The rising cost of living and the cost of bringing up children means that parents have to work more, but they want to combine their work with a rich family life.
Government has a vital role to play here, helping to ensure the affordability and availability of childcare, and helping to ensure that flexible working is a real option for every parent.
In all these areas, I see scope for much stronger support for parents.
But as we set out last week in our examination of the role of the state in the post-bureaucratic age, that does not always mean the state itself doing more.
It means a smaller, smarter state doing a better job in helping parents.
And there is one area in particular which stands out from our Childhood Review and where we urgently need strong action.
Nowhere are the challenges facing parents more vivid than with public space.
Parents have lost confidence that their children will be safe on the streets and in our public play areas.
This is not some irrational fear to be educated out of them.
It is an understandable reaction to everything that goes on - from more traffic to the way gangs can take over children's playgrounds.
There are fewer eyes on the street. We understand this.
And so from us, parents are not going to get another barrage of unrealistic advice.
Nor are they going to get promises that everything will be sorted by a shiny new playground or play area - because we know that, brilliant as they can be, they will only make a difference if they are safe.
Instead we want to help tackle the things they worry about.
That means protecting public space better - through proper community policing and through proper measures to ensure that public play areas are supervised.
This in turn will help tackle many of the other things parents and children worry about.
More informal play will lead to more mixing between children of different ages, helping to reduce bullying.
And it also means more physical exercise and less dependence on the flat screen world.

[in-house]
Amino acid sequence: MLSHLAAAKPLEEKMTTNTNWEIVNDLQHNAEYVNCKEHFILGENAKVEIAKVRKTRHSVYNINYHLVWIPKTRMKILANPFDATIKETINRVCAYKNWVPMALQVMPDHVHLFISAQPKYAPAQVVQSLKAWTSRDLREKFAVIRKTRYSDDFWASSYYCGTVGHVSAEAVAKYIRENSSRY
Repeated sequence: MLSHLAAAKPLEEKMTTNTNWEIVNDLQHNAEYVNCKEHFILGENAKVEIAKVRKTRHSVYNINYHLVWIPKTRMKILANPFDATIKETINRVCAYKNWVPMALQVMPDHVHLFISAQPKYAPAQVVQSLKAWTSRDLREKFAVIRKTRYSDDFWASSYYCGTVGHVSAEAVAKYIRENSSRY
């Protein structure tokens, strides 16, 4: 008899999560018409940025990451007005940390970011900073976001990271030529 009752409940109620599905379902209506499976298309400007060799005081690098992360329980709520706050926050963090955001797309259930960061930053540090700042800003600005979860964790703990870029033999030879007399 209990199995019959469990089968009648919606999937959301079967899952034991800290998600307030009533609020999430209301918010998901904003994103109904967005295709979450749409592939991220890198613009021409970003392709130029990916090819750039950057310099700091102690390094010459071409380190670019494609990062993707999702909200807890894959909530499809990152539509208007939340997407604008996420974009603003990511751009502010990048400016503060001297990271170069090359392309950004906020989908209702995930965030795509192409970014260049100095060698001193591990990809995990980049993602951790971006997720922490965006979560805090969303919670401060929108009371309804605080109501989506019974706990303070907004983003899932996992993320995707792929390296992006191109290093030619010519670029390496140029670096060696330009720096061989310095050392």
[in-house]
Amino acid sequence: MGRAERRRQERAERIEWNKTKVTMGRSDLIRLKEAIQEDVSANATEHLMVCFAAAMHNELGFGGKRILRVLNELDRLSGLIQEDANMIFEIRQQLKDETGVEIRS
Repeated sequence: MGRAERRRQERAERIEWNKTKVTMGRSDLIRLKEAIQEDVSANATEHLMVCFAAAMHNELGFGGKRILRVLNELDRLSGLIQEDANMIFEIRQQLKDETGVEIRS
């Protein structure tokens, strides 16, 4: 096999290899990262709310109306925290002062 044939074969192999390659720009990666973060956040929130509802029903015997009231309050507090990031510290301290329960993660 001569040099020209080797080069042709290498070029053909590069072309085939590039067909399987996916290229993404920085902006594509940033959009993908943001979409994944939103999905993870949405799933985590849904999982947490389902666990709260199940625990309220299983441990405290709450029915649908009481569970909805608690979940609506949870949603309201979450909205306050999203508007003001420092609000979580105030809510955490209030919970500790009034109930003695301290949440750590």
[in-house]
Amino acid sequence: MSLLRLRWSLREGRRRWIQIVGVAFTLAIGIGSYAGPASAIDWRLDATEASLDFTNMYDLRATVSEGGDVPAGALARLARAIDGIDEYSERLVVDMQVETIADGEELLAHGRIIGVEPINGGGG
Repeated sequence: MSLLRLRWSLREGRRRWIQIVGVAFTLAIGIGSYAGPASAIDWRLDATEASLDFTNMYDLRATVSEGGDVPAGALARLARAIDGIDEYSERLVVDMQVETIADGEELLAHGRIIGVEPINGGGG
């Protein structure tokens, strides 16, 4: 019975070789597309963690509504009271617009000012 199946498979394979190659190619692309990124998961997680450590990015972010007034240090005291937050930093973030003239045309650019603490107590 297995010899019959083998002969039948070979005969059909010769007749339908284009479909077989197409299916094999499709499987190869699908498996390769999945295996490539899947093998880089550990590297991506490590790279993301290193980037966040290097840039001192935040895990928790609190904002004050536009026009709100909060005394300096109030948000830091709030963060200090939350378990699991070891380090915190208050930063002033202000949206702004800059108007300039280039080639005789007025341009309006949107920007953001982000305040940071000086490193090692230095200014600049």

The flat screen world is where we see much of the commercial pressure on children that parents find so frustrating.
The private sector must remember that it operates in the public realm - and that requires a sense of social responsibility.
I acknowledge that most companies are aware of this, and exercise restraint when it comes to children.
But some still do not, and so we see a constant flow of inappropriate commercial activity aimed at children that makes a mockery of any attempt to build a truly family-friendly society.
As I have said repeatedly in the past, I do not think there is a purely regulatory solution to this very real problem.
But just as when it comes to influencing social behaviour, we need to understand the importance of common social norms - the fact that people tend to behave in ways they think are expected, and to copy what other people do?
When it comes to influencing commercial behaviour I think we need to take a lead in establishing the right kind of commercial norms?
?so that it becomes unacceptable and eventually unthinkable for companies to display the excesses of childhood commercialisation that we see all too frequently today.
I want to see business leaders put pressure on their peers over this issue, because the actions of a small minority are giving business as a whole a bad name.
But if we are serious about improving childhood in this country, we have to get serious about the scale of the wider cultural change that's needed.